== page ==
In the Preface to Applied Concepts in Vision Therapy, I address the significance of the term “therapy” as opposed to “training”, and indicate a personal preference for the term “therapy” as it is more in line with something done through the patient in contrast with to or for the patient, and consistent with analogous labels in the health care field such as cognitive rehabilitation therapy or occupational therapy.
Alot of people have re-branded “VT” as neuro-optometric rehabilitation, preferring to avoid the baggage perceived to be associated with visual training or vision therapy.
But baggage can be in the eye of the beholder. The term for all this “stuff” as distinct from orthoptics was visual reconditioning, introduced in the OEP papers in the early 1930s by Louis Jaques (the father of binasal tapes or occlusion) and re-branded into visual training by A.M. Skeffington. That term, visual reconditioning is pretty interesting, isn’t it? Has a certain ring to it. And much as one can make a distinction between visual habilitation (developmental guidance) vs. vision rehabilitation (therapy), a distinction might be made between visual conditioning as routine hygiene or training and visual reconditioning as restorative therapy. At some level I think that’s what Louis Jaques might have been alluding to. In fact, when it comes to Sports Vision, visual conditioning might be an ideal term to convey what the athlete does to stay in peak visual shape, don’t you think?
But the beauty of the discussion is that it doesn’t matter as much what you, or I, or Louis Jaques thinks, as it does how our intended audience is able to relate to the terminology. What got me thinking about this was an article I read this evening on Why More Ballplayers Should Give Their Eyes A Workout. The piece focuses on newly acquired Toronto Blue Jays’ right fielder Randal Grichuk who has been working hard over the winter to recapture his batter’s eye(s).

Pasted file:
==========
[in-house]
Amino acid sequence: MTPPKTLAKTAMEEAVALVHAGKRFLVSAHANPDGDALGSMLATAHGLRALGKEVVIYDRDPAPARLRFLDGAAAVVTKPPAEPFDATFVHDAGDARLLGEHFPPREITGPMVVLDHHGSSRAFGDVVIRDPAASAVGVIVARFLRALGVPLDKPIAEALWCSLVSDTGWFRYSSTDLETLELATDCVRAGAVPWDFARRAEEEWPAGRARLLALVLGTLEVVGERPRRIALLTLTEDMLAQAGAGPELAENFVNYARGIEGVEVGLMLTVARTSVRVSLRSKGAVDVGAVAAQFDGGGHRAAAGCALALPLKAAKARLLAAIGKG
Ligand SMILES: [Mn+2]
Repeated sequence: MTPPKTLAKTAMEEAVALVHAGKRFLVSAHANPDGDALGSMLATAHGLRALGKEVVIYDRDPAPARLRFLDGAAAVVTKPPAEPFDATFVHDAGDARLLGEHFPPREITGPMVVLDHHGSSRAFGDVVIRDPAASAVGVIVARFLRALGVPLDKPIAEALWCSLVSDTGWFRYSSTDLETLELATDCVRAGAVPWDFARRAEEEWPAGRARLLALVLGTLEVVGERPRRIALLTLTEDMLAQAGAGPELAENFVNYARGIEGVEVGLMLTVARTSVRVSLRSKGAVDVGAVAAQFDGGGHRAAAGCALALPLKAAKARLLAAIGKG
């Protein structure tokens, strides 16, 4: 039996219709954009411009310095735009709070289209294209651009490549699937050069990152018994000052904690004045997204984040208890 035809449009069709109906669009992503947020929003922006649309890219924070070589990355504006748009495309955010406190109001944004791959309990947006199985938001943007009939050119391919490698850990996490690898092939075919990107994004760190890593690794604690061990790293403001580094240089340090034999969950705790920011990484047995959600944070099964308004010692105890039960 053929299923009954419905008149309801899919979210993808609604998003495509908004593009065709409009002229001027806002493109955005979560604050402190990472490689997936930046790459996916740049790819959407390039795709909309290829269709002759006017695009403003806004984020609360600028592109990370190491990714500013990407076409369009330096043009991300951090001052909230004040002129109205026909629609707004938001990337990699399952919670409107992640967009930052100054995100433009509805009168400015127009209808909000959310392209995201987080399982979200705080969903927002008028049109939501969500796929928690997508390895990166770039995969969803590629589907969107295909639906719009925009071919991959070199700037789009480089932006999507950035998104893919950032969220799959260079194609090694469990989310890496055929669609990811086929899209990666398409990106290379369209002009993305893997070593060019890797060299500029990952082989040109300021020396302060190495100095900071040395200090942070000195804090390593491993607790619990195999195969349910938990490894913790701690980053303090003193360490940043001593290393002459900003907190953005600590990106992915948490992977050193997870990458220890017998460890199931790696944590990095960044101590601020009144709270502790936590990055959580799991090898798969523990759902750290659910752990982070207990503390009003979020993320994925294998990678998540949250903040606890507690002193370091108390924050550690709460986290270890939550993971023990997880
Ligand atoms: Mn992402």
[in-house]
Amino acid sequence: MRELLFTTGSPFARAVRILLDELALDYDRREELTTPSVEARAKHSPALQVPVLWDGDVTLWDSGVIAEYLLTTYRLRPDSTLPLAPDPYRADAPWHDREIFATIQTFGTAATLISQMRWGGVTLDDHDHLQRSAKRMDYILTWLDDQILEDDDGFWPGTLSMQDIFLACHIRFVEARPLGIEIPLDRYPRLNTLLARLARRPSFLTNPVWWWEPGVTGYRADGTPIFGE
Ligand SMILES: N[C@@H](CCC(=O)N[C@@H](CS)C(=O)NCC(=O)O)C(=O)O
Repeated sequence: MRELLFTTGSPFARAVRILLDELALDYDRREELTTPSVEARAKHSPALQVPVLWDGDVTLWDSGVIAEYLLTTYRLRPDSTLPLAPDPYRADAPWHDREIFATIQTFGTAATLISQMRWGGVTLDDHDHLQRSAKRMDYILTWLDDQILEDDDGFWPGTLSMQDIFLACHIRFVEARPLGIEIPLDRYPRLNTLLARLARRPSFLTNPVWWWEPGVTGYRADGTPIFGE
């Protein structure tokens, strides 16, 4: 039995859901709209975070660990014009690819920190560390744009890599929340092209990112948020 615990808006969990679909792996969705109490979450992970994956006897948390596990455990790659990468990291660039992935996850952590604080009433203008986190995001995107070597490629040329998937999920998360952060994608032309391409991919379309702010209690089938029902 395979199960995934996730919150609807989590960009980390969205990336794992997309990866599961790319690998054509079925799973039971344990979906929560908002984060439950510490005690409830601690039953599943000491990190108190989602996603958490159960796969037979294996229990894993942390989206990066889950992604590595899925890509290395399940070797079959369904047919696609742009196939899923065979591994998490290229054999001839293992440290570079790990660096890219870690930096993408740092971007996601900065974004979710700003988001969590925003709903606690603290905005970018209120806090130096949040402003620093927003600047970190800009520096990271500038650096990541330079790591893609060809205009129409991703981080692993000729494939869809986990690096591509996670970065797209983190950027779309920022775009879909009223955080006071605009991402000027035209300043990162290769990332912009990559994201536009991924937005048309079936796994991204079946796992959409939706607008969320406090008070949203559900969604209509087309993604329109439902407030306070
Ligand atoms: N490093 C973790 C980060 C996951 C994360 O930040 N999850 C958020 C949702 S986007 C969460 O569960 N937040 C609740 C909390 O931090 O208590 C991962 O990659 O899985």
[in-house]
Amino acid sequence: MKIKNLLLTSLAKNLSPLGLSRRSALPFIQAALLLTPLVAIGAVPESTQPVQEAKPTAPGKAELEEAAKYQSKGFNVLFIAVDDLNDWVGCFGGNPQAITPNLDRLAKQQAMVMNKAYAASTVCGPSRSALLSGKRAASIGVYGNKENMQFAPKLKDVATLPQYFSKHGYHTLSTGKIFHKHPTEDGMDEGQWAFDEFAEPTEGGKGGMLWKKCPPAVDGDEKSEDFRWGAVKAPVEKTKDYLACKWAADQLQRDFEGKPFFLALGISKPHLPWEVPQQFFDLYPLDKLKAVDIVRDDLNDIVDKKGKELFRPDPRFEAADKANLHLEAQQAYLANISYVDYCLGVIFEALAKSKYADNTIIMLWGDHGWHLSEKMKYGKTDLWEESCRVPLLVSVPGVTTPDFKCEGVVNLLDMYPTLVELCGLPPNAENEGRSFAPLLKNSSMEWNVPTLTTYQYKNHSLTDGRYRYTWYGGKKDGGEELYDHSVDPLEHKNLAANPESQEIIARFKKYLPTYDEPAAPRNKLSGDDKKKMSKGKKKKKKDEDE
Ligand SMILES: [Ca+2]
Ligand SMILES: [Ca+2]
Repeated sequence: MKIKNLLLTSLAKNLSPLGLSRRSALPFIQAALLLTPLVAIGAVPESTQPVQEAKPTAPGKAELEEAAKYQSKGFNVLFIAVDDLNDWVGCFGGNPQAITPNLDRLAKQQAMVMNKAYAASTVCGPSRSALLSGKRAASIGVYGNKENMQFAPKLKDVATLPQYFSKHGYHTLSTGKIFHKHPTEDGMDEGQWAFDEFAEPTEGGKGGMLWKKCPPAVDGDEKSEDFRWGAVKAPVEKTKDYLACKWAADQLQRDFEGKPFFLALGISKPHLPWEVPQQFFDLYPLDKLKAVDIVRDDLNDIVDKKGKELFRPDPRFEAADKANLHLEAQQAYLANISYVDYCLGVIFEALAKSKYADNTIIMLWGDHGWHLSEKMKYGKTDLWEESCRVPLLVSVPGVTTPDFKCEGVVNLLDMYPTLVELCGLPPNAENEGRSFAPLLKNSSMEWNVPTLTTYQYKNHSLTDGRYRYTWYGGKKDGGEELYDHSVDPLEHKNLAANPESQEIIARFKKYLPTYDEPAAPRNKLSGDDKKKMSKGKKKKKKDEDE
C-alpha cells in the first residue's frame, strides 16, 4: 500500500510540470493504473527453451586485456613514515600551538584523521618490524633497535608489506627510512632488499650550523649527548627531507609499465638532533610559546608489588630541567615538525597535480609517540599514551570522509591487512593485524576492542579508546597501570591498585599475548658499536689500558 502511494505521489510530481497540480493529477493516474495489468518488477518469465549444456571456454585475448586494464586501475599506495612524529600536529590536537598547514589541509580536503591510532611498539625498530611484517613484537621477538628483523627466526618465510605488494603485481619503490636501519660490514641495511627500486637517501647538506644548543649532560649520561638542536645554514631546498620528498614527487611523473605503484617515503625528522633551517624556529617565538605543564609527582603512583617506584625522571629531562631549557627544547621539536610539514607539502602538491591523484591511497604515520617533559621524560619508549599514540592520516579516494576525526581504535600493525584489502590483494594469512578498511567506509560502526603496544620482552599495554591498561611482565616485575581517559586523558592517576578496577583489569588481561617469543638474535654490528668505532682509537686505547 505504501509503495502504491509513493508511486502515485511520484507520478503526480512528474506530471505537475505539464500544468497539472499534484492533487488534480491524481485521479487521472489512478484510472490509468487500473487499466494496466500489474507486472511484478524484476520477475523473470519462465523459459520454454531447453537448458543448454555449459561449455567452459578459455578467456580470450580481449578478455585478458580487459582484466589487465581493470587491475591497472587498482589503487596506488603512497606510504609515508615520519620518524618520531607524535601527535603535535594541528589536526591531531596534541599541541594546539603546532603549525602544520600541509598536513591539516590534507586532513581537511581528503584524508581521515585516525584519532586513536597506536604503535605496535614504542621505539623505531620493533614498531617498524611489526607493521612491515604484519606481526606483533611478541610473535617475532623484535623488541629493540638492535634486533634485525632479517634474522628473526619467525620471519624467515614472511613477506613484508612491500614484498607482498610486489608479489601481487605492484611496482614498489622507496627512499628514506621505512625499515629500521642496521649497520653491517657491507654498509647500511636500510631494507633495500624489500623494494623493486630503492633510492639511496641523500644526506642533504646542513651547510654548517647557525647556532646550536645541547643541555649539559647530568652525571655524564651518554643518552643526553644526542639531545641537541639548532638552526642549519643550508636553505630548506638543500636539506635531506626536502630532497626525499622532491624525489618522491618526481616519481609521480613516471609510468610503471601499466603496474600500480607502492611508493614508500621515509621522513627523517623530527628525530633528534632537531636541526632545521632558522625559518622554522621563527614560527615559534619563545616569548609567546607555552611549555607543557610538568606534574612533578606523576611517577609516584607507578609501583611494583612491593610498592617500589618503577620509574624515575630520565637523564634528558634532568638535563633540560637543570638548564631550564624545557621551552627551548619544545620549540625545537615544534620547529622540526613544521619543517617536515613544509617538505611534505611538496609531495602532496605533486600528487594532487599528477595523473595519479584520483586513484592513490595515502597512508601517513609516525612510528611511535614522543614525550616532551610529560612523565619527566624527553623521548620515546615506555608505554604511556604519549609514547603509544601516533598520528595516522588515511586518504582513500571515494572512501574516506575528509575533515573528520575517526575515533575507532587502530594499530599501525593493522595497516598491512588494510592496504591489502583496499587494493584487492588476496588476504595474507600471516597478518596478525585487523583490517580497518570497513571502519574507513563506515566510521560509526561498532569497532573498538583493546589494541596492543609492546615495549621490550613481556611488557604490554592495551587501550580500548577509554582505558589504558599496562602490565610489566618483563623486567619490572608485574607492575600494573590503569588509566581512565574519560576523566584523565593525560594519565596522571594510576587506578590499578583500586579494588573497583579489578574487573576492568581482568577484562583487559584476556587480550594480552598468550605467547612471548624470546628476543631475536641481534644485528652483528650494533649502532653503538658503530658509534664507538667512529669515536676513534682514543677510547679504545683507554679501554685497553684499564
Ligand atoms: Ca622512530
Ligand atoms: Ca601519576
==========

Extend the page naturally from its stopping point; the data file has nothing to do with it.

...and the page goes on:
From the article:
“The body parts he’s focused on strengthening the most when he steps into the box, the ones he thinks will improve his plate discipline and drive up his on-base numbers, might not be the ones you’d expect: his eyes. ‘So many people don’t really work out their eyes, and I think there are a lot of muscles in the eyes that are just like normal muscles. You need to train it. You need to work it out,’ said Grichuk, who took a course on vision training specifically to address that … Vision training in sports, though, remains underutilized by athletes, experts say, despite decades worth of evidence suggesting it works.”
And why might vision training be underutilized in sports? An interesting speculation is offered by Karen Muncey, a non-optometric sports vision specialist in Canada (and a big fan of DynaVision and NeuroTracker):
“One of the big drawbacks with sports vision training is, there’s the tendency to associate (it) with therapy, as opposed to training,” Muncey says. “The term training has a much more positive connotation because it’s used to improve and advance the player’s game and his or her net worth, so consequently they’re really happy to advertise the fact that they’re doing all this hard work and they’re being dedicated to the work. Therapy, on the other hand, has that more negative ring to it, that implication that something’s wrong with me so I’m going to be viewed as flawed and therefore, somehow, less valuable.”